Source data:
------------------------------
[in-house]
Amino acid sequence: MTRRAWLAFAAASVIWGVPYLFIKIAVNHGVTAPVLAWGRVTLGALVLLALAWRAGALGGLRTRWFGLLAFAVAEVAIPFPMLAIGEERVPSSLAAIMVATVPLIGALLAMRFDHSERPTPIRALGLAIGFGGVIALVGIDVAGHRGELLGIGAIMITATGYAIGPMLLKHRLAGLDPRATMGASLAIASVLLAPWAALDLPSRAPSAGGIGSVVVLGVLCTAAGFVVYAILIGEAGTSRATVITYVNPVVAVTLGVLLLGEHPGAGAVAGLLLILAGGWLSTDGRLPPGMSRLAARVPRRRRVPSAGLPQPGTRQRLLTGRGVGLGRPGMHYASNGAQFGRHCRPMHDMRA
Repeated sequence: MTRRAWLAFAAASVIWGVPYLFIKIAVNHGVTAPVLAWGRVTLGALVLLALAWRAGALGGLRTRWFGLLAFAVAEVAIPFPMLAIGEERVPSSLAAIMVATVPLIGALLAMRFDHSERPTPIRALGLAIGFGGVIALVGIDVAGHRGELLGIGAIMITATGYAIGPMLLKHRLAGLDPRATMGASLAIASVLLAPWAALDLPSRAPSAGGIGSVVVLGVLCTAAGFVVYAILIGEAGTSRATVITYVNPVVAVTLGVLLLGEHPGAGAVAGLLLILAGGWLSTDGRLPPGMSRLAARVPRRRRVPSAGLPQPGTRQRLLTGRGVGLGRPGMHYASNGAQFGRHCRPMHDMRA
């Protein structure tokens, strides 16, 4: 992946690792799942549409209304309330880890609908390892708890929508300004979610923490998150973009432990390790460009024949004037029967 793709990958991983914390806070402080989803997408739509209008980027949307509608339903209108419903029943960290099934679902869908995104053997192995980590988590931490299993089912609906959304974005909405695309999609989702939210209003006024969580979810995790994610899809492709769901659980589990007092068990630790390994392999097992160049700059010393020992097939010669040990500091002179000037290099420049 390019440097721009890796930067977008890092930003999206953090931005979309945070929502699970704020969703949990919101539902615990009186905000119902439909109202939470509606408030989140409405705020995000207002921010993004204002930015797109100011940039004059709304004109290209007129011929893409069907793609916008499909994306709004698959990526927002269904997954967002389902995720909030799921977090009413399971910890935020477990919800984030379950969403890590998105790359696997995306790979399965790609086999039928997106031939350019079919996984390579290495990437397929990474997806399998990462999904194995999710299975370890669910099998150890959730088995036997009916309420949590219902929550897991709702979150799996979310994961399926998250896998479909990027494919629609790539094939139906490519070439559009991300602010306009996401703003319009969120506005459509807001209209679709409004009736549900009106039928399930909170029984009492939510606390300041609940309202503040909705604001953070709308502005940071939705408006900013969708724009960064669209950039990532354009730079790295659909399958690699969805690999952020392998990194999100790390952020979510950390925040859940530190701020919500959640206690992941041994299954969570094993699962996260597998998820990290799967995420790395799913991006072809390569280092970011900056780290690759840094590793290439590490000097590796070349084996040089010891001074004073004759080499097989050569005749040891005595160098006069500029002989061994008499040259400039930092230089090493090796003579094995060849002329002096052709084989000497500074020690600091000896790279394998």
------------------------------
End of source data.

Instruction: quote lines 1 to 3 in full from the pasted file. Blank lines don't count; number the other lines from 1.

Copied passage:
[in-house]
Amino acid sequence: MTRRAWLAFAAASVIWGVPYLFIKIAVNHGVTAPVLAWGRVTLGALVLLALAWRAGALGGLRTRWFGLLAFAVAEVAIPFPMLAIGEERVPSSLAAIMVATVPLIGALLAMRFDHSERPTPIRALGLAIGFGGVIALVGIDVAGHRGELLGIGAIMITATGYAIGPMLLKHRLAGLDPRATMGASLAIASVLLAPWAALDLPSRAPSAGGIGSVVVLGVLCTAAGFVVYAILIGEAGTSRATVITYVNPVVAVTLGVLLLGEHPGAGAVAGLLLILAGGWLSTDGRLPPGMSRLAARVPRRRRVPSAGLPQPGTRQRLLTGRGVGLGRPGMHYASNGAQFGRHCRPMHDMRA
Repeated sequence: MTRRAWLAFAAASVIWGVPYLFIKIAVNHGVTAPVLAWGRVTLGALVLLALAWRAGALGGLRTRWFGLLAFAVAEVAIPFPMLAIGEERVPSSLAAIMVATVPLIGALLAMRFDHSERPTPIRALGLAIGFGGVIALVGIDVAGHRGELLGIGAIMITATGYAIGPMLLKHRLAGLDPRATMGASLAIASVLLAPWAALDLPSRAPSAGGIGSVVVLGVLCTAAGFVVYAILIGEAGTSRATVITYVNPVVAVTLGVLLLGEHPGAGAVAGLLLILAGGWLSTDGRLPPGMSRLAARVPRRRRVPSAGLPQPGTRQRLLTGRGVGLGRPGMHYASNGAQFGRHCRPMHDMRA